High-tech FDI shouldn’t be taken for granted
Viet Nam has emerged as a destination for large tech firms as the trade dispute between the US and China continues to intensify with no end in sight. However, whether and how much Viet Nam can take advantage of the shifting FDI flow out of China remains to be seen.
“I’m afraid it doesn’t look very promising,” said Nguyen Duc Thanh, director of the Vietnam Institute for Economic and Policy Research (VEPR), commenting on a claim by a former Japanese ambassador to Viet Nam that some 20,000 Japanese businesses in China were said to be on the lookout for alternatives.
Whether they go to Viet Nam, India or Indonesia or elsewhere will come down to said country’s business environment and quality of labour force, he said.
Among ASEAN countries, Malaysia, Indonesia and Thailand are countries with better industrial infrastructure. India enjoys a significant advantage of having English as a common language and a massive young labour force. Viet Nam was but one among many options.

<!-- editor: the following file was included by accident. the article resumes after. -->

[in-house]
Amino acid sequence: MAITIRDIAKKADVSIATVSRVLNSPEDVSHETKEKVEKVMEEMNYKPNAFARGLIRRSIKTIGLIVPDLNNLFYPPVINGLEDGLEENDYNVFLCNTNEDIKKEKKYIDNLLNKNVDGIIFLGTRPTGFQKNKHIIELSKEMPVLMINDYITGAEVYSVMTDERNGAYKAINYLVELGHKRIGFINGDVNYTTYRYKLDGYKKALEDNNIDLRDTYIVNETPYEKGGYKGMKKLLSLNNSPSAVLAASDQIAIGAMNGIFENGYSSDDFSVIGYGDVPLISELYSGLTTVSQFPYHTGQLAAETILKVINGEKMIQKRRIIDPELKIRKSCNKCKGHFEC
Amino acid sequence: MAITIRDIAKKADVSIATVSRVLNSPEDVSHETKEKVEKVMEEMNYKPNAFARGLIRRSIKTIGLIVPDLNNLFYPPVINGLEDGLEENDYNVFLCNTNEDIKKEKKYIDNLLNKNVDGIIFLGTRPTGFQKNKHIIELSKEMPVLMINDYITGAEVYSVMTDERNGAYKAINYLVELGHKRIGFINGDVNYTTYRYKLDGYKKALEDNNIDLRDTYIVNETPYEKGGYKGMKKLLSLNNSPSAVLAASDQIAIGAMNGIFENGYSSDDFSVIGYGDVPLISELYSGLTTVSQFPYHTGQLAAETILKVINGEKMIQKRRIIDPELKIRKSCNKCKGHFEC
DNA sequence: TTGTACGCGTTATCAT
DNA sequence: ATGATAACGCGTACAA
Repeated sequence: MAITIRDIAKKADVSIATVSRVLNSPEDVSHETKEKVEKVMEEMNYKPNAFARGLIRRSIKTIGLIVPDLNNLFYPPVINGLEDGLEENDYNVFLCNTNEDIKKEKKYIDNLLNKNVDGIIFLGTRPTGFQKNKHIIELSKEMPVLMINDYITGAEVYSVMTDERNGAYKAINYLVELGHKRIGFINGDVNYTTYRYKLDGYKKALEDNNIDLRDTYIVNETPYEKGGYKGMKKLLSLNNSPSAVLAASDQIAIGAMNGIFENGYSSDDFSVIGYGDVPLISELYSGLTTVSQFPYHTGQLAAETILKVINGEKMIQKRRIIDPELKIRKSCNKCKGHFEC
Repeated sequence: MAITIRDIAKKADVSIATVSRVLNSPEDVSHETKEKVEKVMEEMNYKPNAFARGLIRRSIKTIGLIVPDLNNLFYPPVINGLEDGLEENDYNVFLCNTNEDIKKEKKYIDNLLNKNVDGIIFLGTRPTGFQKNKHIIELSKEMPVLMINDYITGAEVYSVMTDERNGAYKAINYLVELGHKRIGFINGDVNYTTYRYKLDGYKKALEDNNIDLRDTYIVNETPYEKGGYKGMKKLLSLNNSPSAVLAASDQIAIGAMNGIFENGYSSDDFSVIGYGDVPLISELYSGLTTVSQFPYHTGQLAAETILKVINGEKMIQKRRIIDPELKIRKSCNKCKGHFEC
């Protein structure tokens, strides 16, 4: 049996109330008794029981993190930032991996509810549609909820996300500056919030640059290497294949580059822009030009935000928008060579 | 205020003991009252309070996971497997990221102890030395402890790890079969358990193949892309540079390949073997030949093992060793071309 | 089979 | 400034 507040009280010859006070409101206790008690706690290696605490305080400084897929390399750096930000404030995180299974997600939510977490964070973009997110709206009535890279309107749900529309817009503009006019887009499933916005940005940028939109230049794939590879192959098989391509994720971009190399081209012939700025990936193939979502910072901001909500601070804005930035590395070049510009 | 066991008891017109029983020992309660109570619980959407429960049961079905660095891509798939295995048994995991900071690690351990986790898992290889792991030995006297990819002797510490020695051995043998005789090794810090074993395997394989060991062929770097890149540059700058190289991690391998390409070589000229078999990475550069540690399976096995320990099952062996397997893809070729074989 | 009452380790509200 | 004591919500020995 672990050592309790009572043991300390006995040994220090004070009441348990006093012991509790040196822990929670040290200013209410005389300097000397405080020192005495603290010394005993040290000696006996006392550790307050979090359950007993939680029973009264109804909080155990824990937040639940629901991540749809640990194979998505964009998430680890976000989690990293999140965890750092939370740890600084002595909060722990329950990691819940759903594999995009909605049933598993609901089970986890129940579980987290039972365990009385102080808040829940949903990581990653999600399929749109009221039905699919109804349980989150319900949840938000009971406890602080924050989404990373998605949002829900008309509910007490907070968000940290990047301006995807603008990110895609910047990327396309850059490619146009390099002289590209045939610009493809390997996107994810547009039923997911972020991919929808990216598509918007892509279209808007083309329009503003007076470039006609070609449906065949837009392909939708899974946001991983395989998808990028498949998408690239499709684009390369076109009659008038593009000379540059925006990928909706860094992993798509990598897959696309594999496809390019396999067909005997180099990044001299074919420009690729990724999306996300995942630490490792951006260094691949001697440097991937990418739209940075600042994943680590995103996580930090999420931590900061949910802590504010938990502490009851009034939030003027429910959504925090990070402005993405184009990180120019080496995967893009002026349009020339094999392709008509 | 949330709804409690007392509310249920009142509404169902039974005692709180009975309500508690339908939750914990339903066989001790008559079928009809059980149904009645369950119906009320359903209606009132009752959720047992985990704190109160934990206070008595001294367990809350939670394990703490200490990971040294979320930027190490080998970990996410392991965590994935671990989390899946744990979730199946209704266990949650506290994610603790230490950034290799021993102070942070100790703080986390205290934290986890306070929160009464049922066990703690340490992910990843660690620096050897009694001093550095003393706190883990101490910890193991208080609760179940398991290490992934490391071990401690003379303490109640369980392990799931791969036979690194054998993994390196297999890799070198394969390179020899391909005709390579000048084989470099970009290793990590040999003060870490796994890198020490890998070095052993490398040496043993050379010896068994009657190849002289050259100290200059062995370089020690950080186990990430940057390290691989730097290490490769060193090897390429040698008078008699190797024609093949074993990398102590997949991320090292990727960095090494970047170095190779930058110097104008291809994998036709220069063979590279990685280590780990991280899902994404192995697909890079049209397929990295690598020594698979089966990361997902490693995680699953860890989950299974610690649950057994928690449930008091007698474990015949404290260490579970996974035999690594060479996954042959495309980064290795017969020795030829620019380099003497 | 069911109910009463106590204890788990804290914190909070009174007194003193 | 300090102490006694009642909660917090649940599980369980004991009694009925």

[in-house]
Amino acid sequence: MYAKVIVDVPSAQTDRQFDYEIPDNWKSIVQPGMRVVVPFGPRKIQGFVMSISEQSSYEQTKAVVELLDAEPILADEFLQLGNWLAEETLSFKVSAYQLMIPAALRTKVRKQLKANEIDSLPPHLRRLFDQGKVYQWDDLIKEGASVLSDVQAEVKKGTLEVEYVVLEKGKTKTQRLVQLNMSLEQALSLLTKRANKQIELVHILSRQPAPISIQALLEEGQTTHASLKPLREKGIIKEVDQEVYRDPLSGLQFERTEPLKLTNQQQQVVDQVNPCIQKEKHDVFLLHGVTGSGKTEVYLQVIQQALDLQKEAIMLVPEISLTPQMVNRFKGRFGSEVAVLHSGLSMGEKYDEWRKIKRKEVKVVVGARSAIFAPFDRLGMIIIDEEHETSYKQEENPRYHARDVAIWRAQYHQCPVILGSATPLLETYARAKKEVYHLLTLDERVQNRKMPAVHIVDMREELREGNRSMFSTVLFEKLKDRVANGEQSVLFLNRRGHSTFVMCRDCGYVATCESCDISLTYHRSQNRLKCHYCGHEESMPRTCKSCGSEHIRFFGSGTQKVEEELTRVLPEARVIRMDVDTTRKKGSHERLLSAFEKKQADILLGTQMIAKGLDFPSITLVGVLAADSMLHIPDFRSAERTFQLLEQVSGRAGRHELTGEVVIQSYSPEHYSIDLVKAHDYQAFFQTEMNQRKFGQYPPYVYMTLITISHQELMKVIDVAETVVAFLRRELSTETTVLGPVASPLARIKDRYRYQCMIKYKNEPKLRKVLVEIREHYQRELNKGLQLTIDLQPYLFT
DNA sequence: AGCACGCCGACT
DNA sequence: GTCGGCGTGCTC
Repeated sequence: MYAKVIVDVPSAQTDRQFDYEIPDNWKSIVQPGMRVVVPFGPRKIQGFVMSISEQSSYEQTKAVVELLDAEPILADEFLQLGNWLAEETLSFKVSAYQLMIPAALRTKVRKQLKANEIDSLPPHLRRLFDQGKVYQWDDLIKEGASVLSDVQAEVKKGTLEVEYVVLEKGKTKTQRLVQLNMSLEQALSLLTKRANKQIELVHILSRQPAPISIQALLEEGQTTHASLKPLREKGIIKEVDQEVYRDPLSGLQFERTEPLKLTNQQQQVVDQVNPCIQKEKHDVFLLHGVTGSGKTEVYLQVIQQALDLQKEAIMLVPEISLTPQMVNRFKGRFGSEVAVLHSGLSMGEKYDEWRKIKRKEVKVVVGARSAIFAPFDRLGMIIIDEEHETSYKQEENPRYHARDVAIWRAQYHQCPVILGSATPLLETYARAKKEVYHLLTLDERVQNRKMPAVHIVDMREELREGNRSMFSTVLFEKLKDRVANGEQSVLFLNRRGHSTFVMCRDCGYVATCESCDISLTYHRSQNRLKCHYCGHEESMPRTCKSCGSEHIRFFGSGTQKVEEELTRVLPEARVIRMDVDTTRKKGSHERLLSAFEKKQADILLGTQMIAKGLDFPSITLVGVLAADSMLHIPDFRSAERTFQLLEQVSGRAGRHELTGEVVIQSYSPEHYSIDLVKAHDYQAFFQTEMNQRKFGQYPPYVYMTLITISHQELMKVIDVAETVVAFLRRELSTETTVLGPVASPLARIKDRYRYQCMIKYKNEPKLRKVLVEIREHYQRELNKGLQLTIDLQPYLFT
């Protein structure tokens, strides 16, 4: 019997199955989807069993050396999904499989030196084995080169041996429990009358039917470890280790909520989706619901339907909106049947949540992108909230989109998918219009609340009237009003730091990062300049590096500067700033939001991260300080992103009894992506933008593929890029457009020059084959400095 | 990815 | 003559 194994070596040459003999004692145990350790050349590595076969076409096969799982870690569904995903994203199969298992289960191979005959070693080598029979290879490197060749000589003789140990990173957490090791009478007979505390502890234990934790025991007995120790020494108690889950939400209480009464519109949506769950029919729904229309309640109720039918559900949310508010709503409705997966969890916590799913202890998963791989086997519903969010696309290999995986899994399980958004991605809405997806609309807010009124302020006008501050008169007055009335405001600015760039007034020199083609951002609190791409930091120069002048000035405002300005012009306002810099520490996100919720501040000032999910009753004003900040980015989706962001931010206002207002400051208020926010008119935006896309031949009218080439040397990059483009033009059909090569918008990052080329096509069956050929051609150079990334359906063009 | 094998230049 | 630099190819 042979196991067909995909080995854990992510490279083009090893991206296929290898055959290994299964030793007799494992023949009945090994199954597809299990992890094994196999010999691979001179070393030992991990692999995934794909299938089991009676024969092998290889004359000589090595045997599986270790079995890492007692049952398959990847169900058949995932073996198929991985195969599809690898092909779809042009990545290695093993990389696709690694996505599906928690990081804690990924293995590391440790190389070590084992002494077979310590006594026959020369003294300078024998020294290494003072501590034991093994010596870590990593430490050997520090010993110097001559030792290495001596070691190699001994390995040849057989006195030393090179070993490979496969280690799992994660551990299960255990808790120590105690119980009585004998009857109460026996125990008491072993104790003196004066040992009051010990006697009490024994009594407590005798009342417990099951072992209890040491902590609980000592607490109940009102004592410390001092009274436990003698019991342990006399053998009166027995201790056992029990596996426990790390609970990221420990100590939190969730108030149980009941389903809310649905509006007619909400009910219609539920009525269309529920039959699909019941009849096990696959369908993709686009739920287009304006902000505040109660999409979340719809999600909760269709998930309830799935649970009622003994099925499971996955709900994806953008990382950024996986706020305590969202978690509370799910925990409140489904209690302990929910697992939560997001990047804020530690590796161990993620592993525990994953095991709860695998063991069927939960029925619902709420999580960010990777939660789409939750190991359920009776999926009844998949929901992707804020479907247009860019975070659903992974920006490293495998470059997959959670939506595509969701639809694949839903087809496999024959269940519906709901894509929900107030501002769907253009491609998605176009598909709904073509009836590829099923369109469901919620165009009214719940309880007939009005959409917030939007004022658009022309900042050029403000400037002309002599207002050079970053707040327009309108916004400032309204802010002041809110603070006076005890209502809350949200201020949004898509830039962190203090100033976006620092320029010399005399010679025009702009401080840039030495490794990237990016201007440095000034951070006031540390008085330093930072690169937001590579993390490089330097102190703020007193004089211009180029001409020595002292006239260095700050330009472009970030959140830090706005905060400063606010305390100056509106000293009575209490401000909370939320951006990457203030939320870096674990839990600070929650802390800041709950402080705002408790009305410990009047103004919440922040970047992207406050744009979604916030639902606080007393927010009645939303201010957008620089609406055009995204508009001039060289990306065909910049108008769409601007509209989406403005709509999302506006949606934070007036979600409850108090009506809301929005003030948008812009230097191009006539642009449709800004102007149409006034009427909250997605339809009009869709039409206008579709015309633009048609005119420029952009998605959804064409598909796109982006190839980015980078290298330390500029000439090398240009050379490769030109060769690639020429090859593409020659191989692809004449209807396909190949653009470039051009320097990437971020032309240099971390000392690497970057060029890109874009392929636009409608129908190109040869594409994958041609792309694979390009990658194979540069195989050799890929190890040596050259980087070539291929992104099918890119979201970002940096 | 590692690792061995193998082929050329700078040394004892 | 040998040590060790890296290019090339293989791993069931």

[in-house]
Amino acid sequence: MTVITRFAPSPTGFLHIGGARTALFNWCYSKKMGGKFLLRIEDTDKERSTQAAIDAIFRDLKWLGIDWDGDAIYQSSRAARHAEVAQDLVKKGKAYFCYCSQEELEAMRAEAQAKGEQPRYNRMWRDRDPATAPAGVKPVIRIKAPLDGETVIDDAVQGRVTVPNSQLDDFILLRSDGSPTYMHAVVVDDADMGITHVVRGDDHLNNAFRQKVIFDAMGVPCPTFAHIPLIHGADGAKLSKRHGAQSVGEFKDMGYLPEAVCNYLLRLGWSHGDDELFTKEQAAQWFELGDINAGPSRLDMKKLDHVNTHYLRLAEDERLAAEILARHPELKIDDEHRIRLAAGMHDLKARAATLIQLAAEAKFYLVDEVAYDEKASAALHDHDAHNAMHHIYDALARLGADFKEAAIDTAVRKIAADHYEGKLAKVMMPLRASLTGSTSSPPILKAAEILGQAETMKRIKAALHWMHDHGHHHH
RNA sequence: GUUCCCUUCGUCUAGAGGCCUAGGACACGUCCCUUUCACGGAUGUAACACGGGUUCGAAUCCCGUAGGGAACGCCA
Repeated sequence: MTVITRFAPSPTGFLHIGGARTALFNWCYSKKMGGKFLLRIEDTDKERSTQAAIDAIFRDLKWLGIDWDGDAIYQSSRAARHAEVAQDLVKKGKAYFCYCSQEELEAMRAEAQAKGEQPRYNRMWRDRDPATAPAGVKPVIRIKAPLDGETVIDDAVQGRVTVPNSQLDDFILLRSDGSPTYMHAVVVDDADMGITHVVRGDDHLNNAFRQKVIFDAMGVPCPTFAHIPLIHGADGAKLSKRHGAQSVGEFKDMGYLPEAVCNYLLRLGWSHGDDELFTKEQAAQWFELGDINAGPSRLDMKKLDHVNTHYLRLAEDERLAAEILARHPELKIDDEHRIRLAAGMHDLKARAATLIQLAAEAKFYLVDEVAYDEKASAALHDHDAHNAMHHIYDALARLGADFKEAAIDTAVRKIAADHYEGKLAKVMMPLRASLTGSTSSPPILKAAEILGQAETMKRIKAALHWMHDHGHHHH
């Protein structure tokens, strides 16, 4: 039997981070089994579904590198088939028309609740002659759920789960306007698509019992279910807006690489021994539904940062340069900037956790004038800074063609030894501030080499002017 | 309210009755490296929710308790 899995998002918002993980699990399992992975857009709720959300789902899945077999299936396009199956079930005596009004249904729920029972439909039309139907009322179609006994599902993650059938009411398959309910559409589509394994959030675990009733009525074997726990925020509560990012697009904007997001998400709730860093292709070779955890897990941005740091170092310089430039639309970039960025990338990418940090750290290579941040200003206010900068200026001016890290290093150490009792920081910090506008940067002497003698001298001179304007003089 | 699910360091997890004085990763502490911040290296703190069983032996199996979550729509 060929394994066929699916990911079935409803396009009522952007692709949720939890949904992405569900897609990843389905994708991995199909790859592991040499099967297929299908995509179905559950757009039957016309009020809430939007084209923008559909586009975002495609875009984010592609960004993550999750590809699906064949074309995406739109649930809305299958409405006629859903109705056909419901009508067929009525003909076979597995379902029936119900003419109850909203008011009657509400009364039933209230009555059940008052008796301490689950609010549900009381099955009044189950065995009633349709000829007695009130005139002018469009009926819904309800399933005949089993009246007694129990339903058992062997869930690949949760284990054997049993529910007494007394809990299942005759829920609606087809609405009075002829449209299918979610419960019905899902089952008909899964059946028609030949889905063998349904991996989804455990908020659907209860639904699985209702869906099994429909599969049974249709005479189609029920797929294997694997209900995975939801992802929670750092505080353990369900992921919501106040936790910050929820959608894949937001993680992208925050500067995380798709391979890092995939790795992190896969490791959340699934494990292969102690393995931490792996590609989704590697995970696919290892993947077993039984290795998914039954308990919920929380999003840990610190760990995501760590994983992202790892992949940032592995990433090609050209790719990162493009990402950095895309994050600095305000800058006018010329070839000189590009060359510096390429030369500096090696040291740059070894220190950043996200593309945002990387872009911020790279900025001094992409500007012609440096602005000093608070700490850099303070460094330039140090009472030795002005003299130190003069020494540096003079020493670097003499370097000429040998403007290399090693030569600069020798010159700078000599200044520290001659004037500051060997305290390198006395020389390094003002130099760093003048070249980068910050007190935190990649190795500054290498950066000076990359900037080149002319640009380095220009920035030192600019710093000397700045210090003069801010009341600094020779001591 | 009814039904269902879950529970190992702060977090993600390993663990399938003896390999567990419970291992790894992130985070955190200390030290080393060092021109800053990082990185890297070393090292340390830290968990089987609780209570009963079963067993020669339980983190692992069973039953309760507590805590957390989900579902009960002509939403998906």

Apple supplier Taiwanese Pegatron, for example, signed a letter of intent to invest in a $1 billion factory in Indonesia instead of Viet Nam in May. While it’s safe to assume that FDI from tech firms will continue to flow into the country in the short term, major improvements to Viet Nam’s legal framework and investment environment must take place to sway the odds in its favour.
John Chong, CEO of Maybank Kim Eng said in order to take advantage of the shifting of FDI flow from tech firms Viet Nam must make investments to improve its labour force and infrastructure. In addition, the country’s financial sector must also quickly develop and adapt to make good use of the opportunities for growth.
In early August, Japanese-Taiwanese Sharp announced the construction of a new factory in southern Binh Duong Province. In an earlier development, South Korean LG decided to move its cell phone production to Viet Nam. According to the Nikkei Asian Review, Apple will also begin trialling its AirPods wireless earphones production in the country in a move to reduce reliance on China.
Figures released by the Department of Foreign Investment under the Ministry of Planning and Investment showed a surge in foreign direct investment (FDI) in the processing and manufacturing sector with US$14.46 billion, amounted to 71.5 per cent of total FDI into the country during the first seven months of the year.